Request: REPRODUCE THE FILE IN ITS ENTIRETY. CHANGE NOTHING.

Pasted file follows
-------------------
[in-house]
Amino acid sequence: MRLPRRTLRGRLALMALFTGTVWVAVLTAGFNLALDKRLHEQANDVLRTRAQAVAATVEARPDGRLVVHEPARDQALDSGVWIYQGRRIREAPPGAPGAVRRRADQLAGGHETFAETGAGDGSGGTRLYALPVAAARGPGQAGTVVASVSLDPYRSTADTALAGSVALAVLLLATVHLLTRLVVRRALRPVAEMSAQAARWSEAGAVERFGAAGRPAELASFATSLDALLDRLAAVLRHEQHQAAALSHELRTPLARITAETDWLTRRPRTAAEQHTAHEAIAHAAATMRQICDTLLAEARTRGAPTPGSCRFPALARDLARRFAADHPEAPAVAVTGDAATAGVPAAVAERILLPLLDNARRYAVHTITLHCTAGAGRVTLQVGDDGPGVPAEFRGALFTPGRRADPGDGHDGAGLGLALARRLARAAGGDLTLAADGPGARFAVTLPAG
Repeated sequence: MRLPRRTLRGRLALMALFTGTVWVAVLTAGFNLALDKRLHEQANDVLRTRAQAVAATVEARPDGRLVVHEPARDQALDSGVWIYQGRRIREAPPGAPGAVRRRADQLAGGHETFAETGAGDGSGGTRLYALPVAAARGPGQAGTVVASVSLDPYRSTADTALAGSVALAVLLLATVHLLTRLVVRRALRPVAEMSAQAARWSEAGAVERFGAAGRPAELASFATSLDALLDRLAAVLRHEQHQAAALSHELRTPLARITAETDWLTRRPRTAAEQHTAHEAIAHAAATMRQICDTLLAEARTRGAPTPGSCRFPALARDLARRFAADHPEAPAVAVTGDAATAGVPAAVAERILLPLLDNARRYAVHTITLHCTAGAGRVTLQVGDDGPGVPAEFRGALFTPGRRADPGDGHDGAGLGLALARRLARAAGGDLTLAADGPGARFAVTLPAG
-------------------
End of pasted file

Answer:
[in-house]
Amino acid sequence: MRLPRRTLRGRLALMALFTGTVWVAVLTAGFNLALDKRLHEQANDVLRTRAQAVAATVEARPDGRLVVHEPARDQALDSGVWIYQGRRIREAPPGAPGAVRRRADQLAGGHETFAETGAGDGSGGTRLYALPVAAARGPGQAGTVVASVSLDPYRSTADTALAGSVALAVLLLATVHLLTRLVVRRALRPVAEMSAQAARWSEAGAVERFGAAGRPAELASFATSLDALLDRLAAVLRHEQHQAAALSHELRTPLARITAETDWLTRRPRTAAEQHTAHEAIAHAAATMRQICDTLLAEARTRGAPTPGSCRFPALARDLARRFAADHPEAPAVAVTGDAATAGVPAAVAERILLPLLDNARRYAVHTITLHCTAGAGRVTLQVGDDGPGVPAEFRGALFTPGRRADPGDGHDGAGLGLALARRLARAAGGDLTLAADGPGARFAVTLPAG
Repeated sequence: MRLPRRTLRGRLALMALFTGTVWVAVLTAGFNLALDKRLHEQANDVLRTRAQAVAATVEARPDGRLVVHEPARDQALDSGVWIYQGRRIREAPPGAPGAVRRRADQLAGGHETFAETGAGDGSGGTRLYALPVAAARGPGQAGTVVASVSLDPYRSTADTALAGSVALAVLLLATVHLLTRLVVRRALRPVAEMSAQAARWSEAGAVERFGAAGRPAELASFATSLDALLDRLAAVLRHEQHQAAALSHELRTPLARITAETDWLTRRPRTAAEQHTAHEAIAHAAATMRQICDTLLAEARTRGAPTPGSCRFPALARDLARRFAADHPEAPAVAVTGDAATAGVPAAVAERILLPLLDNARRYAVHTITLHCTAGAGRVTLQVGDDGPGVPAEFRGALFTPGRRADPGDGHDGAGLGLALARRLARAAGGDLTLAADGPGARFAVTLPAG